aurora borealis photography instructions

aurora photos from Lapland

About laplandphotos...

On demand of our guests we decided to provide a basic manual about "how to take photos of aurora borealis in Lapland". The Kiruna-based aurora photographer Mia Stålnacke - was so friendly to write down the tips & tricks that make her so successful. So, before taking photos of aurora please a) study the individual manual of YOUR camera first and b) read the aurora photography guide below

Thank you Mia !

a choice of Mia's photos


by Mia Stålnacke


Kiruna Aurora Tours

For a lot of people, getting the opportunity to view the aurora borealis is more than enough, for some it's been a lifelong dream. While standing there in the middle of the night, in amazingly beautiful Swedish Lapland with the aurora dancing overhead, you will probably want to capture the moment forever.
A lot of people have tried and been sorely disappointed when the pictures turned out to be nothing but darkness and a dim green, out of focus glow, when in fact the colorful lights were shining bright and dancing across the sky. If you are not used to photographing the night sky I'm here to help! Hopefully after reading this article you'll be able to take some great photos of the amazing aurora borealis in Kiruna, Lapland!


While compact point and shoot cameras have gotten much more advanced in the last few years, I wouldn't recommend relying on one for your aurora photography. If you don't own a DSLR try to ask around and see if someone could perhaps
lend you one. I personally use a Nikon D800, which is full frame, but you can get amazing shots with way less. What you need is a camera where you can adjust everything manually. Forget about auto mode and auto focus! If you've never
done night sky photography and always shoot with a pre set program it might seem a bit daunting but I promise you, you'll get it in no time


I mostly use the Nikon Af-s 14-24, f/2.8 G ED which is an excellent wide angle lens, the only down side is the price tag. You can find a good lens at a much lower price if you don't want to spend too much. There are a few things you should consider

You'll want a fast lens (large aperture) f/2.8 or wider.

It should be wide angle and as sharp as possible.


If you usually have a filter on your lens (most people use a UV-filter for protection) you'll want to remove it before shooting the aurora. Don't use any filters at all, they will mess up your photos!


Besides a DSLR you also need a tripod, using one is absolutely critical since you will be doing long exposures. Get one with foam padding on the legs or put some on yourself. You'll thank me when you're out in the extreme cold having to touch it!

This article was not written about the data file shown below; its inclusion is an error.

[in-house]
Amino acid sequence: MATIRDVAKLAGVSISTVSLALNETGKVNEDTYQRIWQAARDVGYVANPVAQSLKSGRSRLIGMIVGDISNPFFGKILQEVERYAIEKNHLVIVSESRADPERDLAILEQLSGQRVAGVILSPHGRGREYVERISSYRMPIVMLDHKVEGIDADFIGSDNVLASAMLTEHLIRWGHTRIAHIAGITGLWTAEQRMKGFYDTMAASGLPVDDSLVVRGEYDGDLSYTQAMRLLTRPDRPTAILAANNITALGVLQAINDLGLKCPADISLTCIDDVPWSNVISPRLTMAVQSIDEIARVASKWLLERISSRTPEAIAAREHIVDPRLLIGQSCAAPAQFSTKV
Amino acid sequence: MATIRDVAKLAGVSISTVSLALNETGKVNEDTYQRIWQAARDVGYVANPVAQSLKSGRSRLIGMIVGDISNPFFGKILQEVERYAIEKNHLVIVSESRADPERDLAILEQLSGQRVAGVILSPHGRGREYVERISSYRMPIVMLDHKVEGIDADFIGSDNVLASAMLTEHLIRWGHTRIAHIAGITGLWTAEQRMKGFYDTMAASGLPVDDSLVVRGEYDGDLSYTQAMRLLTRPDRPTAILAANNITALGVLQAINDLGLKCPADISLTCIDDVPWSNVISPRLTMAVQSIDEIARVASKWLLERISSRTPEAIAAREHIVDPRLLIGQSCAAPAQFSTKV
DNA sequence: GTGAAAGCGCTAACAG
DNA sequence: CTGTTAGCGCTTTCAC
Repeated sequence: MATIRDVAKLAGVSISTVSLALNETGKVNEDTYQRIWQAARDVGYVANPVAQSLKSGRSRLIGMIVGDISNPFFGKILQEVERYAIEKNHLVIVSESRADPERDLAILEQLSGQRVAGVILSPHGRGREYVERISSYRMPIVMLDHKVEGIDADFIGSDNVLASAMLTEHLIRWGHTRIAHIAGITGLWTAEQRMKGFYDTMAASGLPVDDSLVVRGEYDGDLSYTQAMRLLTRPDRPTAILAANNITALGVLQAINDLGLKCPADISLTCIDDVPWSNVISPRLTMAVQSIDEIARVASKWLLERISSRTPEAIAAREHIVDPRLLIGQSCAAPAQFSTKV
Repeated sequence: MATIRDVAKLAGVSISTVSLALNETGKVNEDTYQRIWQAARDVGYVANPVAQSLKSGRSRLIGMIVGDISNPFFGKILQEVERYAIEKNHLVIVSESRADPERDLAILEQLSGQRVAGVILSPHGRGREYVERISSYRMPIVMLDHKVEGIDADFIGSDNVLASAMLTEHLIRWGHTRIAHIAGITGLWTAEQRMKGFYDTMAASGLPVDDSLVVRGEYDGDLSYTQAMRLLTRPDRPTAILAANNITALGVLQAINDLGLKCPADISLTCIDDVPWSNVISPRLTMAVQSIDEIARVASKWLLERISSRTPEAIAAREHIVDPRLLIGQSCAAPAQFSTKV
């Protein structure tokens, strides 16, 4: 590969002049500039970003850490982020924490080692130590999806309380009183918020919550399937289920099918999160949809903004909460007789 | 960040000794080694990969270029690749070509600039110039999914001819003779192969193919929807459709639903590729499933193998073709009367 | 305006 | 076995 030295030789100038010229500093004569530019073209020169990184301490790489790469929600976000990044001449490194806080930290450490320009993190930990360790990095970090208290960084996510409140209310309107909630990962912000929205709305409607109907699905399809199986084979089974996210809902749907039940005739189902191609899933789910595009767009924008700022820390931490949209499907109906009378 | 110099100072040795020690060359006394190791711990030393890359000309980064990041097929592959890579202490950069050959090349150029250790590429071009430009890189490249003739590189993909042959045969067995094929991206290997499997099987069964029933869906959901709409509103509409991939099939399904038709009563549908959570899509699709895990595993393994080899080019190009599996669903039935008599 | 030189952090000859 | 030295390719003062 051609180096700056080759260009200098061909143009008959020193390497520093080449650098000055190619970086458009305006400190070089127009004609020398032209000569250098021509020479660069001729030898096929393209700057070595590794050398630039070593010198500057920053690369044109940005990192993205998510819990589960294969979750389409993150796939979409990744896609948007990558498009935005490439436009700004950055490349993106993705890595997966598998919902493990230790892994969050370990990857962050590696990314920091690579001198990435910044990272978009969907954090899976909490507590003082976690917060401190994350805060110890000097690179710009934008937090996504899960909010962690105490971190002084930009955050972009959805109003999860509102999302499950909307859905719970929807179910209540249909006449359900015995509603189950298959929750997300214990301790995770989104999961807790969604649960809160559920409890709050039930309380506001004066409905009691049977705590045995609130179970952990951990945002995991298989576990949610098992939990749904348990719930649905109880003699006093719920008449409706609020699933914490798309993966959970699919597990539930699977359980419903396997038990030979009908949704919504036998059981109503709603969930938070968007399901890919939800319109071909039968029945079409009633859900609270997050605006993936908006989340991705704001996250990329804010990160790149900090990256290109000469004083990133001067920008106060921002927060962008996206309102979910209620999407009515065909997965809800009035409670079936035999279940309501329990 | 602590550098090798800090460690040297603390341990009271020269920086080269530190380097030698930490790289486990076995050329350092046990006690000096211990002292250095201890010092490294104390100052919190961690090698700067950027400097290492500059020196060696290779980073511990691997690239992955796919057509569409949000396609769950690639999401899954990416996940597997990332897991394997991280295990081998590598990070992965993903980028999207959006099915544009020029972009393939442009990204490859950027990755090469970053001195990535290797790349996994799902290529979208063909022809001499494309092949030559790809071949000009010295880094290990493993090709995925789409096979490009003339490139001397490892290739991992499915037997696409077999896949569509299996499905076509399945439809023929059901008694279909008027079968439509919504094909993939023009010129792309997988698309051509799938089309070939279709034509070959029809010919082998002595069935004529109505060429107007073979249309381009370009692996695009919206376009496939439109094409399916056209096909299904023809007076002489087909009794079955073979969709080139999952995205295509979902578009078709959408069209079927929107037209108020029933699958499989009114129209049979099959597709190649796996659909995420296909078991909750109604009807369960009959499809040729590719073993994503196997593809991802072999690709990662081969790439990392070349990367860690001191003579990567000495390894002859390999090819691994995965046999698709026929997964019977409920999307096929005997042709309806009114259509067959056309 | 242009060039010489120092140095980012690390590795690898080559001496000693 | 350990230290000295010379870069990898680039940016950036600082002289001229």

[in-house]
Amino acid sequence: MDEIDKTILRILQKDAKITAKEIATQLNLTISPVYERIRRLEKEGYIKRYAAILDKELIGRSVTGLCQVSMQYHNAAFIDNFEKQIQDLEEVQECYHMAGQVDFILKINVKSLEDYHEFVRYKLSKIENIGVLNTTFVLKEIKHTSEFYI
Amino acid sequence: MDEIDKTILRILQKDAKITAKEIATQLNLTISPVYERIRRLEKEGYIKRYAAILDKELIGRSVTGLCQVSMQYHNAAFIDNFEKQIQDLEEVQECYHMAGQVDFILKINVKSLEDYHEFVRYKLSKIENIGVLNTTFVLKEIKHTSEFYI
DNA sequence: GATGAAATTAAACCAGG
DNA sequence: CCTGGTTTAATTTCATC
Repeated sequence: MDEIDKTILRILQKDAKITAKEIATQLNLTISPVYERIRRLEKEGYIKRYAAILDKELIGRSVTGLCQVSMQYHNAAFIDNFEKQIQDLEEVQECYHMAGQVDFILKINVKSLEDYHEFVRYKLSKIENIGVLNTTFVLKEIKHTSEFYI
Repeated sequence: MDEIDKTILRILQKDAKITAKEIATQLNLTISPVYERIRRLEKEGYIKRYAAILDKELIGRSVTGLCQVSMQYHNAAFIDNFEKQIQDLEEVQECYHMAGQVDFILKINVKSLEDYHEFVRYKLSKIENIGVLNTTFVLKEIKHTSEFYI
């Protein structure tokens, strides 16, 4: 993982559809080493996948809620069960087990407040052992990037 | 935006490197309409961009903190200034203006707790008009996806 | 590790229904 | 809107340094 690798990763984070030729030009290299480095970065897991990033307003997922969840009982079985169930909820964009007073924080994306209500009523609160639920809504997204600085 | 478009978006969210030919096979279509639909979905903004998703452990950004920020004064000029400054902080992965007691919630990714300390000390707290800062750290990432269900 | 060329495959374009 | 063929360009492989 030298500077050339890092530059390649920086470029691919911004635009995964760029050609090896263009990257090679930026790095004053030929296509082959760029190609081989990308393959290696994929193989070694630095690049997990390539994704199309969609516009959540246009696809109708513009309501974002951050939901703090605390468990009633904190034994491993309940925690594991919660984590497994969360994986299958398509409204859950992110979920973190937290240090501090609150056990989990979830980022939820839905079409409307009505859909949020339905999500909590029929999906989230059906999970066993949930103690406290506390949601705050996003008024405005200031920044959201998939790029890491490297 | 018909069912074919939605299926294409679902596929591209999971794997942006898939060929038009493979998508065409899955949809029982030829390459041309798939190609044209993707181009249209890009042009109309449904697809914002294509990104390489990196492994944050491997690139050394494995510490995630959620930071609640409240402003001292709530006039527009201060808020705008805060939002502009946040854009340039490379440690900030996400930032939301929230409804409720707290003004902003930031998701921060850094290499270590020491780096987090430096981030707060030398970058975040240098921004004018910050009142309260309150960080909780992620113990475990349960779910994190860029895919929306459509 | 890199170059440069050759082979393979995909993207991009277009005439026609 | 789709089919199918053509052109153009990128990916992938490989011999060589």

A cable release or a wireless remote can come in handy to prevent camera shake and to do exposures longer than 30 seconds. Personally I never go over 30 seconds, the aurora is usually so bright and fast moving up here that the highlights will get completely burned out and the entire sky will just look like a green mess. I rarely use a remote at all, so how do I avoid camera shake? Here's my tip: bring a little piece of cardboard or a plastic lid, or anything really, big enough
to cover your lens. Hold it up in front of the lens as you press the shutter release and then quickly yank it away once your hand is off the camera. Voila! No shaky photos!


Since you'll be photographing at night it will be dark, if the moon isn't up it will be pitch black. You won't be able to adjust the settings on your camera without some sort of light. I strongly advice you to bring a flash light with red light. White light will ruin your night vision, a few seconds in the light of a bright white flash light and you will have to wait 15-20 minutes until your eyes have adapted to the dark again.

Red light will preserve your night vision!


Batteries drain quicker in the cold. Up here in Lapland the temperature can drop down to below -40C. The last thing you want is to be out in the middle of nowhere with your camera all set up and the aurora dancing in the sky and no
batteries. Keep your extra batteries and cards as close to your body as possible to keep them warm.


It can get extremely cold in Kiruna / Lapland. Ideally you'll be at a location where you have a little cabin to warm up in. Most people don't live in an area where temperatures can drop to below -40C, and therefore can't even begin to imagine what it feels like. I can tell you this: It hurts! And if you're not properly clothed it is downright dangerous. Fortunately those temperatures aren't all too common and don't occur all through winter. So how do you dress for extreme cold?
I would suggest your first layer consists of a good quality merino wool set. Don't wear cotton as a first layer against your skin! Wear a warm pair of pants over the wool undies and a warm sweater. Over this you'll wear good quality,